History of the Future

13 Apr
Atlanta downtown 1919

Image: The Big Map Blog

From the Big Map Blog, an interactive 1919 city map in which Atlanta’s oldest downtown buildings appear in their original context and the city’s core isn’t yet incised by the Connector.

The Flatiron Building, the Imperial Hotel, Candler Building, Hurt Building, the Capital City Club and the Healy Building, now dwarfed by their neighbors, are prominent landmarks in 92-year-old map.

Try the full-screen option, then zoom in for a much better view. H/T to AtlUrbanist.

Also, check out Atlanta’s 1946 “Highway and Transportation Plan” from Georgia Tech’s College of City and Regional Planning.  The plan  (PDF – 97 pages) is divided into sections related to increasing the efficiency of auto traffic,  improvement of parking facilities, enhancing the transit system and even the need for a passenger rail terminal downtown.

In the opening of the plan section titled “Improvement of the Transit System,” the authors wrote that 

Highway and transportation plan cover
Image: Georgia Tech Library and Information Center

“Public transportation improvements were integrated with all other phases of the study so that the large number of Atlantans using this form of travel might enjoy benefits comparable to those envisioned for motorists.”  But just a few paragraphs later comes this: “Substitution of motor or trolley buses for essentially all streetcars in Atlanta was planned by the Georgia Power Company prior to the start of our study. We have checked this policy against probable future traffic and find it wholly sound.”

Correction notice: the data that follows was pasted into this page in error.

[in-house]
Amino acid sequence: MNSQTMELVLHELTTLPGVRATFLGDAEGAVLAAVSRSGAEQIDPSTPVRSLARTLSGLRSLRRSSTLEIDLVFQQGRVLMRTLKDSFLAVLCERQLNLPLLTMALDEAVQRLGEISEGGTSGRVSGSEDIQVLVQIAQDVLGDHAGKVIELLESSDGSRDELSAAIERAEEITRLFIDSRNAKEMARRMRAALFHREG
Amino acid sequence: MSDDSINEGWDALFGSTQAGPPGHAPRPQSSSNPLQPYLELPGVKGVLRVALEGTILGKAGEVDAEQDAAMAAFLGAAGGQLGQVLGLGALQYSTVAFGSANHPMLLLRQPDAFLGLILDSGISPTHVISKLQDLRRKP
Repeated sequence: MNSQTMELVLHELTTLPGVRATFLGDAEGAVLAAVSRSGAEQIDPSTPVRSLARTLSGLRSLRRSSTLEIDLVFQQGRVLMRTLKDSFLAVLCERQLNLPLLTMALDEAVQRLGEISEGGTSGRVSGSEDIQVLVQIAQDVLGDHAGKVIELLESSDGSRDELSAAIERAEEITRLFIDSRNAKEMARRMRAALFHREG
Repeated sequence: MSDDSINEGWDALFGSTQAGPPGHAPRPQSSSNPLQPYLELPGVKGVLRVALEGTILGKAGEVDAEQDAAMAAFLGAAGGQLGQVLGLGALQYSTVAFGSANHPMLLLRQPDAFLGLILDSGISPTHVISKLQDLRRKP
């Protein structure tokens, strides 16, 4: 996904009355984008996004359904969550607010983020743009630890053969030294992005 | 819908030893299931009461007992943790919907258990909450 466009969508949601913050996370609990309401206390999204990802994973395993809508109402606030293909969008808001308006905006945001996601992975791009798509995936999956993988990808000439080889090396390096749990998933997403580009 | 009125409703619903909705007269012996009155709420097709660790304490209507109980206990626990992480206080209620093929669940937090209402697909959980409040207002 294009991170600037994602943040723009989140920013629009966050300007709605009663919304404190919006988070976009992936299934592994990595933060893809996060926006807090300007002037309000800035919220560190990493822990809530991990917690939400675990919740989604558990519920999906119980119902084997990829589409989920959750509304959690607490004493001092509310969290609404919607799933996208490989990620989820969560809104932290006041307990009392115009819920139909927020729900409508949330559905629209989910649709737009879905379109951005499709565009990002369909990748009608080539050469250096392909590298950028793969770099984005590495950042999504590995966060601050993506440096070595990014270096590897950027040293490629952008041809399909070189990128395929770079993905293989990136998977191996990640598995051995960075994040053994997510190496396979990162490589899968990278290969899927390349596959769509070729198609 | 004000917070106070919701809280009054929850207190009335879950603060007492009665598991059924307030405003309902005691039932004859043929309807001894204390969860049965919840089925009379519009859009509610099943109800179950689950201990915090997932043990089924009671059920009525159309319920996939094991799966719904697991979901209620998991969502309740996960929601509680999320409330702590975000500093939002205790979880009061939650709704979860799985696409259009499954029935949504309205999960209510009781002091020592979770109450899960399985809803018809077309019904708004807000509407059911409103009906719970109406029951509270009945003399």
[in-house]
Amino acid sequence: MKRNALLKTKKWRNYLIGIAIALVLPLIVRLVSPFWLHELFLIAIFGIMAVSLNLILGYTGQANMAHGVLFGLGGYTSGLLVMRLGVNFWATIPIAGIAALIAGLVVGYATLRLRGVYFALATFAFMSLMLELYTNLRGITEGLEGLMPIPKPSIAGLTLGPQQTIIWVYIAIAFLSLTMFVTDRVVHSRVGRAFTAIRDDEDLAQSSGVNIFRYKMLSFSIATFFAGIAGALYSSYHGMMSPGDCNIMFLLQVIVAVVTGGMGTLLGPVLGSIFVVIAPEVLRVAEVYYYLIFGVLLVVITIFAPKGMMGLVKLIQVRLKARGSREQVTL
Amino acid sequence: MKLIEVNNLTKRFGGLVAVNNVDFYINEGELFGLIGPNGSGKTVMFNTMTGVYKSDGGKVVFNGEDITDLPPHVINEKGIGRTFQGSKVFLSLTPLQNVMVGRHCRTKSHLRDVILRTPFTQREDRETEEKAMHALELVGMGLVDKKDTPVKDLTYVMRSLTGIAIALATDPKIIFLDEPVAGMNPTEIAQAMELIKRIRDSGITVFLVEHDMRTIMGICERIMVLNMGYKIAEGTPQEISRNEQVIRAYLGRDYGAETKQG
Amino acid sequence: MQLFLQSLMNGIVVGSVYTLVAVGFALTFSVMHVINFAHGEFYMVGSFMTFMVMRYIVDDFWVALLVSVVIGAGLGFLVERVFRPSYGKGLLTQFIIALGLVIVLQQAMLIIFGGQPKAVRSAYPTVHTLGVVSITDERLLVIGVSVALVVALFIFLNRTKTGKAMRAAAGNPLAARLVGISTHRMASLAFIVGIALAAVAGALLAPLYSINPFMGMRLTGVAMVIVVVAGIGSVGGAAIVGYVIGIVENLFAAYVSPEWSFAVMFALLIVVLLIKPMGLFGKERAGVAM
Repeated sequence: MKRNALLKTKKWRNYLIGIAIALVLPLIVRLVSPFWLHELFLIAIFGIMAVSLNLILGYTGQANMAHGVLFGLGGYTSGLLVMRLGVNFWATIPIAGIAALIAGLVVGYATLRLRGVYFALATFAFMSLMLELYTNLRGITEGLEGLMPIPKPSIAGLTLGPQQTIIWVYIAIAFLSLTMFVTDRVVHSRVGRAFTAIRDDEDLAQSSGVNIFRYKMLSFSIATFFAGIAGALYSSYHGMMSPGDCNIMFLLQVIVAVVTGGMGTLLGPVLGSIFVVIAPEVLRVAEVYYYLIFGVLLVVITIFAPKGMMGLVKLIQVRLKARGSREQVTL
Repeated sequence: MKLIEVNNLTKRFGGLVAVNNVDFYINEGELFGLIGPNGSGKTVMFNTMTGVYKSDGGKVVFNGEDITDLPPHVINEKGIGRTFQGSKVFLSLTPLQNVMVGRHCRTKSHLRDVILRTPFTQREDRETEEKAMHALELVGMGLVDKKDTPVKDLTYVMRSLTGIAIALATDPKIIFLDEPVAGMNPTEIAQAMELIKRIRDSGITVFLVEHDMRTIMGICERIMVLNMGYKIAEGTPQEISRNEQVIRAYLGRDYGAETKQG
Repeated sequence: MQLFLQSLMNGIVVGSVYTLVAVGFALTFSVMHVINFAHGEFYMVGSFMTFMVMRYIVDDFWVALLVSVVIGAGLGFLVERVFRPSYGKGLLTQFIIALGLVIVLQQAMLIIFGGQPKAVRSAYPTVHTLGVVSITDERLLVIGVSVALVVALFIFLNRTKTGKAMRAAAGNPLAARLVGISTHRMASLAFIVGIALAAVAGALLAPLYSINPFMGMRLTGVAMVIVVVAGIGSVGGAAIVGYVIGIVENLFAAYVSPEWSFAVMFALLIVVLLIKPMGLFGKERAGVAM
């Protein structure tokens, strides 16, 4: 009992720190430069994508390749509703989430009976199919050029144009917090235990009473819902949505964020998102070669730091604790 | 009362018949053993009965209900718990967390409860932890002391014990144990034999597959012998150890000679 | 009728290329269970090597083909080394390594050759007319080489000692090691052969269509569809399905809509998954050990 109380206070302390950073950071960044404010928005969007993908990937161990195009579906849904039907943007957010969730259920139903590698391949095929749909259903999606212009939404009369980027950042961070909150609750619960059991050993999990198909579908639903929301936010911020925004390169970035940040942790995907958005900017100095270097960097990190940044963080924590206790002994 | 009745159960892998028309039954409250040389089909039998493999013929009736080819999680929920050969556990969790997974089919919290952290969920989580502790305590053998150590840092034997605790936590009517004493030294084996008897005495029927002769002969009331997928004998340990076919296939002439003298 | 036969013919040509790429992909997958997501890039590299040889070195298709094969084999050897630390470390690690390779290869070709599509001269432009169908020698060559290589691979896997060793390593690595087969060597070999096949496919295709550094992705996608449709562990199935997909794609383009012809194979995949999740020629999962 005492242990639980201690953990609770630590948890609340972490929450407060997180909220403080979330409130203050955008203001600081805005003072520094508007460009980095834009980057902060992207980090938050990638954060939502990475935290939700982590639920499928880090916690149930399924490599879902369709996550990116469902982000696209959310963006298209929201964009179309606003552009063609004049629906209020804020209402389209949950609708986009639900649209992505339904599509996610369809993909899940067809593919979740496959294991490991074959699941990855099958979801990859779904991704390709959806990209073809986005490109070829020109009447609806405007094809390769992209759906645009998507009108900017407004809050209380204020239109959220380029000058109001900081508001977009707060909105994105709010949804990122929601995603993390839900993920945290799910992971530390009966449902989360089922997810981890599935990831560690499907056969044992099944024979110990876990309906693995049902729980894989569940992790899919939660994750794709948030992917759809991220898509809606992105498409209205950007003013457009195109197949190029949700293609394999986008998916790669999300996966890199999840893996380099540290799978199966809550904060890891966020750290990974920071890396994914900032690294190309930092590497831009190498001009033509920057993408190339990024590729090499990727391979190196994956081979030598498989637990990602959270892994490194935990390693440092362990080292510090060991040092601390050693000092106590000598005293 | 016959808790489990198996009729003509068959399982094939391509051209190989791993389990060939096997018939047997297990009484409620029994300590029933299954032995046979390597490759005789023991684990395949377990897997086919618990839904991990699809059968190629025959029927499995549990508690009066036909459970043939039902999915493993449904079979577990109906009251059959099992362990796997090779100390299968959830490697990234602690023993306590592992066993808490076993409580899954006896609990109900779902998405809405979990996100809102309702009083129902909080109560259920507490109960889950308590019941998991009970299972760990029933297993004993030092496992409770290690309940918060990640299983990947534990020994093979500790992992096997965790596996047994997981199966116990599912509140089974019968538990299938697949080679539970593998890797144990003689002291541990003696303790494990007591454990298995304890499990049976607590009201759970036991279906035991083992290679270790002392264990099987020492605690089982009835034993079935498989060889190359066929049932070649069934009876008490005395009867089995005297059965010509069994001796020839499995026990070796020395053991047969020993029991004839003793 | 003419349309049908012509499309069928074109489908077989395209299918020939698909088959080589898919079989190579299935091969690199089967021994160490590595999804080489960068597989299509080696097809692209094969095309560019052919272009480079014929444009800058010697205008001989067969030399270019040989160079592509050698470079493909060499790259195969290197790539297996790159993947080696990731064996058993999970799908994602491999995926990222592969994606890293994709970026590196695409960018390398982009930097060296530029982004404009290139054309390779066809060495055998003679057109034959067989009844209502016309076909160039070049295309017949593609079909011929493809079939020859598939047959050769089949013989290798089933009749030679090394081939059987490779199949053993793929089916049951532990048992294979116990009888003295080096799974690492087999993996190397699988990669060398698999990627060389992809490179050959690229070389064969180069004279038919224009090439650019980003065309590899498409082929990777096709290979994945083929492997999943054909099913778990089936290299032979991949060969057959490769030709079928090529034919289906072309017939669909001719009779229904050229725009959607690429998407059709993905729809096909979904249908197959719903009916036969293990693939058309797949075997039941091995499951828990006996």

Buses had proven “particularly popular with the riding public in Atlanta,” the authors wrote, “and are especially appropriate for this city because of low power costs and the hilly terrain encountered.” They also estimated that a transition from streetcars to trolley buses or motor buses would result in a 20 to 25 percent increase in transit ridership, “other factors remaining constant.”

Even with such “modernization” as switching from electric trolleys to electric or gas-powered buses, the authors were certain that “Atlanta and its traffic will grow to such proportions that subways…not only will be desirable but almost imperative.”

But the subways they envisioned weren’t steel-wheeled vehicles traveling on steel rails:  “These subways would be designed to accommodate trolley buses but otherwise would have all the characteristics of urban rapid transit subways … It is probable that by the time these subways are built it will be practicable to accommodate motor buses in them, if necessary, without excessive cost for the control of fumes.”

Finally, the planners discussed the need for a central terminal to serve the high volume of passenger rail traffic Atlanta was then known for. One of the proposed sites for the terminal was approximately where the downtown railroad gulch now lies. The authors had an ambitious vision for the proposed terminal. “The station could have 10 or more tracks,” they wrote, “with capacity for 18 to 20 passenger cars each.”

Cost projections for the terminal illustrate just how much things have changed : “The cost of the property needed for the proposed station would be approximately $150,000. The construction cost including all track work would be about $4,500,000.”  For comparison, the price tag for a proposed new Amtrak station near Atlantic Station is $39 million.

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